Barber says his "best guess" at this point is that the embedded radio, not the USB adapter, causes the signal. The signal is created even if the Xbox console is shut off: Just plugging its AC adapter into an electrical outlet seems to trigger the radio to look for -- and keep looking for -- a companion wireless controller. "It's even worse when you have multiple Xboxes in an area," Barber says.
At one point, IT staff wrapped the console in a static discharge bag, the material used, for example, to wrap and protect consumer electronics gear from static damage during shipment. The same properties make it act like radio "blanket" to muffle a transmission. Sure enough, the Cognio software showed a significant drop in the Xbox signal's strength.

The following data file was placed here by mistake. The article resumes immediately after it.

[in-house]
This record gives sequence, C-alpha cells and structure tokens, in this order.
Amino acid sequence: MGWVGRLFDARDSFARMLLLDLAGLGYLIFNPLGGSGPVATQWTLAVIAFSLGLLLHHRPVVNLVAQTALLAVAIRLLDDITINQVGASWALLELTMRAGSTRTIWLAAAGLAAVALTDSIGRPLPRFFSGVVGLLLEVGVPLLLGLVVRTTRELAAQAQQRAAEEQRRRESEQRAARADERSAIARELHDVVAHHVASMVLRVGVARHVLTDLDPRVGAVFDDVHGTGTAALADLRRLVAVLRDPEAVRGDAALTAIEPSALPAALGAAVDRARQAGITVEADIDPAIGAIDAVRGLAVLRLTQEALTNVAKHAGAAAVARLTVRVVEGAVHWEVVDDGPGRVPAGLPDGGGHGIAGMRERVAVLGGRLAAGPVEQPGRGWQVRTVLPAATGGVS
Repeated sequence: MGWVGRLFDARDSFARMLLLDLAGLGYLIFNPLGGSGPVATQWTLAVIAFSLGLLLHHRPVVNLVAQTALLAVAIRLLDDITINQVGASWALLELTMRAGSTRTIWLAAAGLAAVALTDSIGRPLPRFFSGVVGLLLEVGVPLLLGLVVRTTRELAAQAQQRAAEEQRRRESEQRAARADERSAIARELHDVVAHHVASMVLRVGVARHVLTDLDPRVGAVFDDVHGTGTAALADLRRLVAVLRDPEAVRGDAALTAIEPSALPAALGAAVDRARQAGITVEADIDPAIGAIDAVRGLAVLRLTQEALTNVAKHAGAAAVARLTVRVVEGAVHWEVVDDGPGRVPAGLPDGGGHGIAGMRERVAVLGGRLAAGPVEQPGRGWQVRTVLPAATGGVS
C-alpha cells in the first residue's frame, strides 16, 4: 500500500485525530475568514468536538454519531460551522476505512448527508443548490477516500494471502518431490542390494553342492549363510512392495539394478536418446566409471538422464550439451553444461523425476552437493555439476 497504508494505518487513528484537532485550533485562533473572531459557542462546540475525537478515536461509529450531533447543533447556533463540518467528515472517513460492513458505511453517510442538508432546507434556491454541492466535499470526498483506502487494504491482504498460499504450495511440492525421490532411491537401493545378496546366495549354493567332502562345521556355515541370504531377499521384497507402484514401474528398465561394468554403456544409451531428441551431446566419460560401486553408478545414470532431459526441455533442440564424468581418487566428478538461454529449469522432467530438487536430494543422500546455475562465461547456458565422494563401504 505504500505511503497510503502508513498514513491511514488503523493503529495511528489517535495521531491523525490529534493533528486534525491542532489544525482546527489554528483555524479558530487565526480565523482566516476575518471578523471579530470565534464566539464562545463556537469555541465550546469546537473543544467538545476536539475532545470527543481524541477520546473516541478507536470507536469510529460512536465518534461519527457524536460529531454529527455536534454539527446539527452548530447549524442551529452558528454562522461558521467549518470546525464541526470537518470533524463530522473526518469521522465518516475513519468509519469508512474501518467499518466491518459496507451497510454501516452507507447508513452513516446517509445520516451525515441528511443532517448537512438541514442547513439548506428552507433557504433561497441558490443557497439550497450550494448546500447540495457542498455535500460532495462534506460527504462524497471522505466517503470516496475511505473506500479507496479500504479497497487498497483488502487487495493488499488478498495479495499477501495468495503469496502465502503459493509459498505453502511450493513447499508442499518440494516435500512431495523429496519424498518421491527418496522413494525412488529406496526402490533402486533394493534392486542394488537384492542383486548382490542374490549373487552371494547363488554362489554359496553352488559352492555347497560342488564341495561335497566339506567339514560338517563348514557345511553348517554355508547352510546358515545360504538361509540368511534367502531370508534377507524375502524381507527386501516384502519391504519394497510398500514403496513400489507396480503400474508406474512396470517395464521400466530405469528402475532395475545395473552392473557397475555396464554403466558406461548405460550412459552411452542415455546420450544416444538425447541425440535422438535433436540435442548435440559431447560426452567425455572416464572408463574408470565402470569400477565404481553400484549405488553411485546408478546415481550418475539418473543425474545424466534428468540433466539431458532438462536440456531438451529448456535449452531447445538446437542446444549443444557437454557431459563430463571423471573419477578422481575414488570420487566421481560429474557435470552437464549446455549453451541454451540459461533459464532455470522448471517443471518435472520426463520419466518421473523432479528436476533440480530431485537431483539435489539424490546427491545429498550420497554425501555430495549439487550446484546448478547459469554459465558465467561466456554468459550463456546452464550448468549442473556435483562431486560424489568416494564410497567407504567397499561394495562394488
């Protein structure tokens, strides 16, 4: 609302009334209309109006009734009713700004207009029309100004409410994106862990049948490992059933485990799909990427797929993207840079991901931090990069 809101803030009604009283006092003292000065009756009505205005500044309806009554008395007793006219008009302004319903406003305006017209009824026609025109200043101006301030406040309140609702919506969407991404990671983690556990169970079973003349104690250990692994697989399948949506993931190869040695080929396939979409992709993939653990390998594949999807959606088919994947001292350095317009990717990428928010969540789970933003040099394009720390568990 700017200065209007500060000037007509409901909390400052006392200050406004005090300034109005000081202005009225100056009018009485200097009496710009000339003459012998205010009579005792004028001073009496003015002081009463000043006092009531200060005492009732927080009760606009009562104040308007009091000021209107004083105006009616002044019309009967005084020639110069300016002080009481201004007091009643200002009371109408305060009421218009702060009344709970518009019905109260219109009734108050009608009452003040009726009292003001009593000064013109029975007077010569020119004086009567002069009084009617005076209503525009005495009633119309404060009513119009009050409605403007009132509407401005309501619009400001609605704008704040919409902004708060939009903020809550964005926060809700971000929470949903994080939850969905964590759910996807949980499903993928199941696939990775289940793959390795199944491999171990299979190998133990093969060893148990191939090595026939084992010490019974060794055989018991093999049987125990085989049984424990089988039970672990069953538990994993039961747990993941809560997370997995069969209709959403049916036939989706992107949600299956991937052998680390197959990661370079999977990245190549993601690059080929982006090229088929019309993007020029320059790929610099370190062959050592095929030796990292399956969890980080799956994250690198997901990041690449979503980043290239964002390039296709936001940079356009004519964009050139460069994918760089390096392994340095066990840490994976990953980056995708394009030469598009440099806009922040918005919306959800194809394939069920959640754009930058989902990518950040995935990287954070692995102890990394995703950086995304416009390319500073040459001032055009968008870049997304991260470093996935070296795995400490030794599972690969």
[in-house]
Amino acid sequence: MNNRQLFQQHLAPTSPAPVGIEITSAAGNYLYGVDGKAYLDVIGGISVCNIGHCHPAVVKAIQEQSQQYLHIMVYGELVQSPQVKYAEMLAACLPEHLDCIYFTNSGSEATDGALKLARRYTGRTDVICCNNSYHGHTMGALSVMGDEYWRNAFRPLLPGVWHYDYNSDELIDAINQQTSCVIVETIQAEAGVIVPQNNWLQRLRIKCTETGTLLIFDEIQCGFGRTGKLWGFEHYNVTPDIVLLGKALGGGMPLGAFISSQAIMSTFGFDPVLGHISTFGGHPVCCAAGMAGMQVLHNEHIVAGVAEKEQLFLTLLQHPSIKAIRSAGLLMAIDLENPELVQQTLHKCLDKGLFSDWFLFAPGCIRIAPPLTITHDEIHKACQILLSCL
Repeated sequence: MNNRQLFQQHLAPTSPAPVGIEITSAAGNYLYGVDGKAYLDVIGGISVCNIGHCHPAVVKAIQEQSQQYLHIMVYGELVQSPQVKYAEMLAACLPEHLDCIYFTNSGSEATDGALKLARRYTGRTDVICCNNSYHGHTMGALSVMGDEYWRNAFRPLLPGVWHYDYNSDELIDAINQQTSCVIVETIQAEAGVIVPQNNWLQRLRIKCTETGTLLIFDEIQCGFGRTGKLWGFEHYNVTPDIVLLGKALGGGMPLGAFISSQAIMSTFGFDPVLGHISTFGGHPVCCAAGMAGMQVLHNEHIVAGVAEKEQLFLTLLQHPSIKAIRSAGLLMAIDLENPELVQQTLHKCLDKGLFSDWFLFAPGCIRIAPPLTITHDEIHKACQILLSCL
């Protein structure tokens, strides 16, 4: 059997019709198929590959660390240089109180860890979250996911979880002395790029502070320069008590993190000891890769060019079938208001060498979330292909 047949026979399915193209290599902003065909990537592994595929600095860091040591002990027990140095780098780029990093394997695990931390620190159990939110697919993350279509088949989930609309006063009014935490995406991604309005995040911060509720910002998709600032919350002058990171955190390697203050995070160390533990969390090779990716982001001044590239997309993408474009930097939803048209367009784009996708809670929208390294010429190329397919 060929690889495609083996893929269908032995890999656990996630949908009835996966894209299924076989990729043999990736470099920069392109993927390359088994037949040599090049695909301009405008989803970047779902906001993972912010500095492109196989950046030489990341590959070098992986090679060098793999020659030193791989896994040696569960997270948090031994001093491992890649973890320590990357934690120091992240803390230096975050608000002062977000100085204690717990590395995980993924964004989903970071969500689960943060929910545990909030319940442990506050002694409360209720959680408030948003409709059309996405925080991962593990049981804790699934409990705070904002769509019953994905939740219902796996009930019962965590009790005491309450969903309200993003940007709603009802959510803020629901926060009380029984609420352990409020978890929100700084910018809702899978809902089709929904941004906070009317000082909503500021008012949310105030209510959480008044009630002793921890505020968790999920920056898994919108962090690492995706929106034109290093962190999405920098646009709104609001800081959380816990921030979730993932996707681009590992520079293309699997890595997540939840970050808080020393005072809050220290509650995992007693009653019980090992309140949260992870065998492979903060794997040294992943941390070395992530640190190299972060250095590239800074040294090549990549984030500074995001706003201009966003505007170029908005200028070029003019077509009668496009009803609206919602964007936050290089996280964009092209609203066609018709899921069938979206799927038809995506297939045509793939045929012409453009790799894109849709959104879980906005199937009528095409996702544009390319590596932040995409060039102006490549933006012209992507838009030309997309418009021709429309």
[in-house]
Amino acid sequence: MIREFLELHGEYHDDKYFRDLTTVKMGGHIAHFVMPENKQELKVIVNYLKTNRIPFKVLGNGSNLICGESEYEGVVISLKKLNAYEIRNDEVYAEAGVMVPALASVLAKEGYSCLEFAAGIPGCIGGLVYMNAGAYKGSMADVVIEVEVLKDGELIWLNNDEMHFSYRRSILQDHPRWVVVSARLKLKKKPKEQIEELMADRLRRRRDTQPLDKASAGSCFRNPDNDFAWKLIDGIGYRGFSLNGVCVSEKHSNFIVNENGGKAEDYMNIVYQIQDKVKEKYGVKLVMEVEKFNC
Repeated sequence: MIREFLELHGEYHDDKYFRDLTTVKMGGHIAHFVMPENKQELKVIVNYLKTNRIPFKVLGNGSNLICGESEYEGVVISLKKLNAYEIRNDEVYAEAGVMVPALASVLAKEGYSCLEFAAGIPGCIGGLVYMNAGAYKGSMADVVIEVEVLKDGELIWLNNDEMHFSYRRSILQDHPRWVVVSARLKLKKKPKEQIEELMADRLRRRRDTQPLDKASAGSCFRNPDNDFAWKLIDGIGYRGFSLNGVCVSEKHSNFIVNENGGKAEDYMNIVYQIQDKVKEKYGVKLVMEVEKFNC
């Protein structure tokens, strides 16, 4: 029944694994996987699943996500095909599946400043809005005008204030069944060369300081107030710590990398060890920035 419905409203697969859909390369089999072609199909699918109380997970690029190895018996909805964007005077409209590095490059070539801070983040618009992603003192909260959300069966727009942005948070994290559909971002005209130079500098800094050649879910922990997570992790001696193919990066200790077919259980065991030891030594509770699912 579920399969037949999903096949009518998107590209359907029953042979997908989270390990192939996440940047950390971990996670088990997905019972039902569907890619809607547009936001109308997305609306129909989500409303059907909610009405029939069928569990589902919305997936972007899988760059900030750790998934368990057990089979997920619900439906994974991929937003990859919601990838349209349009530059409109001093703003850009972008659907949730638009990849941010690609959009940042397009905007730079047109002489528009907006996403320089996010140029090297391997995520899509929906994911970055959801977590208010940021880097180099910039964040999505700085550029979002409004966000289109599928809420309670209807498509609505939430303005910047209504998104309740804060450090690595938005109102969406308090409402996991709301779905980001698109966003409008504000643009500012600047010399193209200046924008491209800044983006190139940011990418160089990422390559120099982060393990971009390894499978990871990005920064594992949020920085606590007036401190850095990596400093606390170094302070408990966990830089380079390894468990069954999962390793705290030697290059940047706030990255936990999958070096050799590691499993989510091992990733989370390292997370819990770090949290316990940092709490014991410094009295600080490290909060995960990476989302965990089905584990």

The next step is more systematic testing. "We want to get several consoles together with a bunch of WLAN clients, to create a busy [RF] environment, and do some measurements," Barber says. "Are we seeing frames being dropped in the air, or people getting disconnected?"
Answering that question may be a bit more urgent, with Christmas looming, and the likelihood of still more brand-new Xboxs and other wireless entertainment products turning up in January when students return.